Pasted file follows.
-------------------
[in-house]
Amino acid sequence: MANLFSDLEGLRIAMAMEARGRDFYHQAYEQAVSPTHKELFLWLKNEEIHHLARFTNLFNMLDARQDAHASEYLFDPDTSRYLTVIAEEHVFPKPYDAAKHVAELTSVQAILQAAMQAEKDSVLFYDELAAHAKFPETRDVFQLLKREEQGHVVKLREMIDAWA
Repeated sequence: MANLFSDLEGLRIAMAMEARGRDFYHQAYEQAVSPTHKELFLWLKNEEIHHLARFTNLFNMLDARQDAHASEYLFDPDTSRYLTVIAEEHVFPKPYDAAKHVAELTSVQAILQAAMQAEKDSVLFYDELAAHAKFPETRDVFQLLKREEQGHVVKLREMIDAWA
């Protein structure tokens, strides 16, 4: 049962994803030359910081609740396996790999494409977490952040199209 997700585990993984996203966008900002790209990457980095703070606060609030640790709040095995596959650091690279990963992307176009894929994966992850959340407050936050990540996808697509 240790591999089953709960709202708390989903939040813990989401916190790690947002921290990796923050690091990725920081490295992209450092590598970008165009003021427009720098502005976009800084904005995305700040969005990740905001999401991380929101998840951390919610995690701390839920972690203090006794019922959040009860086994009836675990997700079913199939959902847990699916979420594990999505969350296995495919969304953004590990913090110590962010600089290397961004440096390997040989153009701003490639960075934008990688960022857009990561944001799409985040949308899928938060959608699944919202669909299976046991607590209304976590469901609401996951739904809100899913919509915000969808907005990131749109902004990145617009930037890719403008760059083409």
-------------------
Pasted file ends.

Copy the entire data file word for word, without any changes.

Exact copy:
[in-house]
Amino acid sequence: MANLFSDLEGLRIAMAMEARGRDFYHQAYEQAVSPTHKELFLWLKNEEIHHLARFTNLFNMLDARQDAHASEYLFDPDTSRYLTVIAEEHVFPKPYDAAKHVAELTSVQAILQAAMQAEKDSVLFYDELAAHAKFPETRDVFQLLKREEQGHVVKLREMIDAWA
Repeated sequence: MANLFSDLEGLRIAMAMEARGRDFYHQAYEQAVSPTHKELFLWLKNEEIHHLARFTNLFNMLDARQDAHASEYLFDPDTSRYLTVIAEEHVFPKPYDAAKHVAELTSVQAILQAAMQAEKDSVLFYDELAAHAKFPETRDVFQLLKREEQGHVVKLREMIDAWA
């Protein structure tokens, strides 16, 4: 049962994803030359910081609740396996790999494409977490952040199209 997700585990993984996203966008900002790209990457980095703070606060609030640790709040095995596959650091690279990963992307176009894929994966992850959340407050936050990540996808697509 240790591999089953709960709202708390989903939040813990989401916190790690947002921290990796923050690091990725920081490295992209450092590598970008165009003021427009720098502005976009800084904005995305700040969005990740905001999401991380929101998840951390919610995690701390839920972690203090006794019922959040009860086994009836675990997700079913199939959902847990699916979420594990999505969350296995495919969304953004590990913090110590962010600089290397961004440096390997040989153009701003490639960075934008990688960022857009990561944001799409985040949308899928938060959608699944919202669909299976046991607590209304976590469901609401996951739904809100899913919509915000969808907005990131749109902004990145617009930037890719403008760059083409």